None of the labels reported a downturn and most department stores, such as Bergdorf Goodman and the Neiman Marcus Group, all reported significant increases in sales around the labels that had just shown their lines. What may be even more interesting is what people are buying. As of the article’s writing this morning, Ralph Lauren only had one remaining SKU for it’s $15,000 “Houston” overcoat. Burberry’s $5,249 Cavalry jacket — a deep red wool jacket with military-style braided stylings, was the brand’s top seller, surprising even chief creative officer Christopher Bailey.
The time to declare complete victory for the marketing shift is still several months away. If there are not new pieces coming into stores, if brands are unable to replenish looks that sell out early, then sales may not hold and could potentially lead to a downturn in lagging months. The fact that we’re going into the holiday season helps, though, and even if January sales are not stellar, chance are pretty strong we’ll see more labels switching to this approach next year.
We Really Are Family
We’ve known for some time that all humans migrated from Africa. What has been more of a mystery has been the timeline for that migration. While paleontologists have claimed to find skulls, skeletons, and tools scattered across Europe and Asia dating back over 100,000 years, it has been difficult to establish enough evidence to support the concept of any migration that old. While there is evidence of group splintering and separation within the African continent and the development of language as much as 200,000 years ago, there has not been a DNA study that supported a specific migration period. Until now.
Actually, what we’re looking at is three separate studies from three different sets of universities, that all came to roughly the same conclusion: We all left Africa about the same time, some 50-,000 to 80,000 years ago. Changes in climate and the search for food seem to be the primary reason for the exodus. What’s interesting, though, is that everyone, including aboriginal populations once thought to have migrated separately, left Africa at the same time.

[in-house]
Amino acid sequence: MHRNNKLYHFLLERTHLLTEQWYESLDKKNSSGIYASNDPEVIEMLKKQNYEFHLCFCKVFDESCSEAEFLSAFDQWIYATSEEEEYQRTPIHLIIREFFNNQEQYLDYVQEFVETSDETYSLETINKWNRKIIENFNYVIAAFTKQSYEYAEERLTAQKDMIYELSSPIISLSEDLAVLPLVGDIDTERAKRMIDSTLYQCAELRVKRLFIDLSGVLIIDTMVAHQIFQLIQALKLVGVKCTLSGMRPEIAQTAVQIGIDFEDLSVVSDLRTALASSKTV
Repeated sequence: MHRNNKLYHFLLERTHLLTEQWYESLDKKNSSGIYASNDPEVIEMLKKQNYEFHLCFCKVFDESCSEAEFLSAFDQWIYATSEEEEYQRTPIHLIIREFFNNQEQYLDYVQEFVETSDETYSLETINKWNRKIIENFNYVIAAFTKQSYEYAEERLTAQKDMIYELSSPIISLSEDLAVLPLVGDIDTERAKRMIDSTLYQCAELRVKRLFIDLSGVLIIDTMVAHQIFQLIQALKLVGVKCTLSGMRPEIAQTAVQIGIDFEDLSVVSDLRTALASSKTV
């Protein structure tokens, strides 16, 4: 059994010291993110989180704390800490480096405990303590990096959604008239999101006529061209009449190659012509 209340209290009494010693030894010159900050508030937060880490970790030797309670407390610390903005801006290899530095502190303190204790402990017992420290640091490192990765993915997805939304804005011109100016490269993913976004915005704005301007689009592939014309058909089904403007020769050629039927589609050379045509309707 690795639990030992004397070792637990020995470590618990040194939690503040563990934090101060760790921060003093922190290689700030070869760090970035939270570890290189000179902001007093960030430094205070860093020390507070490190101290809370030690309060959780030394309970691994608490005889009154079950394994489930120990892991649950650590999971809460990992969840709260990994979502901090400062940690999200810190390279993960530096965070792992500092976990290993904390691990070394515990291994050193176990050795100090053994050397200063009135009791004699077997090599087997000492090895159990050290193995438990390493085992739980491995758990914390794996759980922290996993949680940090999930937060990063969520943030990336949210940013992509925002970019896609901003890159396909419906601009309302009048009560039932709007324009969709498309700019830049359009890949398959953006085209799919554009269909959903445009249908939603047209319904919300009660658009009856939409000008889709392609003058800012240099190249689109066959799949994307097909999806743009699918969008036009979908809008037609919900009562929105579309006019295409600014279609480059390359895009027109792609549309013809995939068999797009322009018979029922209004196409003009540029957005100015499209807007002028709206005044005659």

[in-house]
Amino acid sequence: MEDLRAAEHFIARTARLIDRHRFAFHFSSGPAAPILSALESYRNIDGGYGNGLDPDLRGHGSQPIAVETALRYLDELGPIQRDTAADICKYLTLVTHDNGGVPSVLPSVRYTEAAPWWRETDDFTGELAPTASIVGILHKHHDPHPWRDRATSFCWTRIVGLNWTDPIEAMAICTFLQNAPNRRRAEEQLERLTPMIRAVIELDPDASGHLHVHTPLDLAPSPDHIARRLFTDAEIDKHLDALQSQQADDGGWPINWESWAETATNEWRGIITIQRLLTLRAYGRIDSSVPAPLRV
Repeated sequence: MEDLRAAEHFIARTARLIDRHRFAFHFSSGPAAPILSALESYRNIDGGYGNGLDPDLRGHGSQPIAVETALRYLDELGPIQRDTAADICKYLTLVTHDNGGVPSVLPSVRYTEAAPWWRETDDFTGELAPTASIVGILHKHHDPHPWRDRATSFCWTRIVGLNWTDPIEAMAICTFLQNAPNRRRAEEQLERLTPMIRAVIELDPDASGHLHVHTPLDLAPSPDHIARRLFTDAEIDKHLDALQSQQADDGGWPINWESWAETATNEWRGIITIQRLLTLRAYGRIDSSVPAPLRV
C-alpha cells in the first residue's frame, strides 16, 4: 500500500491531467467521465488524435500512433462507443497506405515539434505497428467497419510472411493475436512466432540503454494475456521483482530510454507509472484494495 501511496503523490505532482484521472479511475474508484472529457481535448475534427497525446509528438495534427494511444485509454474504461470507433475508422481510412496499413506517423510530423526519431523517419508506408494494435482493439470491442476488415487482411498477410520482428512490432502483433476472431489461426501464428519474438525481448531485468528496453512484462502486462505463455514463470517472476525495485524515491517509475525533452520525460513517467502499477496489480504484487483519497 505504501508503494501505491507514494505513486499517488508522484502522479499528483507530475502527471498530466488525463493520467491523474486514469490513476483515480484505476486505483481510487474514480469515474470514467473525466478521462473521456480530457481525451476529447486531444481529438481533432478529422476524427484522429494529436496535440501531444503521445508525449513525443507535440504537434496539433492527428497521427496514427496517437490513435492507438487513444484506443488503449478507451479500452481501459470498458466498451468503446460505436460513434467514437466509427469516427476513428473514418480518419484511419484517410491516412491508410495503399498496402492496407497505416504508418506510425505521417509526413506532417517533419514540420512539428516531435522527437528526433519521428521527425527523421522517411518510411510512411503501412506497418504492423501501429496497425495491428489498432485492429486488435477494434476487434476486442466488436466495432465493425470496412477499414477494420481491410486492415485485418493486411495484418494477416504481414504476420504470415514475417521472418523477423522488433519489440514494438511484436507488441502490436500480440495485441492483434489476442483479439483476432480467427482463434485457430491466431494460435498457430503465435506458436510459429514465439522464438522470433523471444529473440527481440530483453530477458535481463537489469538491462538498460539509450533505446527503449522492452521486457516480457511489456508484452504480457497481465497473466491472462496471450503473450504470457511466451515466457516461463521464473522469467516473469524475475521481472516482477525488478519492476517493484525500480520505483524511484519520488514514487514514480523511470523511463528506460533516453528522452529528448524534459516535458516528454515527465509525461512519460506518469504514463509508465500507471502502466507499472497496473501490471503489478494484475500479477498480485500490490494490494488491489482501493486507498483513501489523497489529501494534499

Center to this hypothesis is the testing of indigenous groups of people around the world, something that had not happened before. Prior to these three studies, most DNA sampling had occurred among Africans and Europeans. Researchers expected that studying indigenous people would provide deeper insight into migration patterns. What they didn’t expect was evidence that everyone pretty much up and left at about the same time.
This research also shows that we are even more interconnected as a species than we ever thought. We are one race. We all descended from one people. We are all part of a family. We left Africa together and scattered ourselves across the globe in search for the resources we need to live and to grow. From there, we simply adapted to our environments. There is no race that we have not concocted of our own doing. We are one.
Searching For Something Good
Our searching this morning came up with some very interesting topics for discussion. They are good topics, I believe. We are improving how we treat each other, how we do things, and how we view the world. Despite frequent evidence to the contrary, on the whole we are moving in a positive direction.
It’s Friday. Take this information into the weekend with you and continue searching. There are good things out there. Embrace them. Enjoy them. Learn something.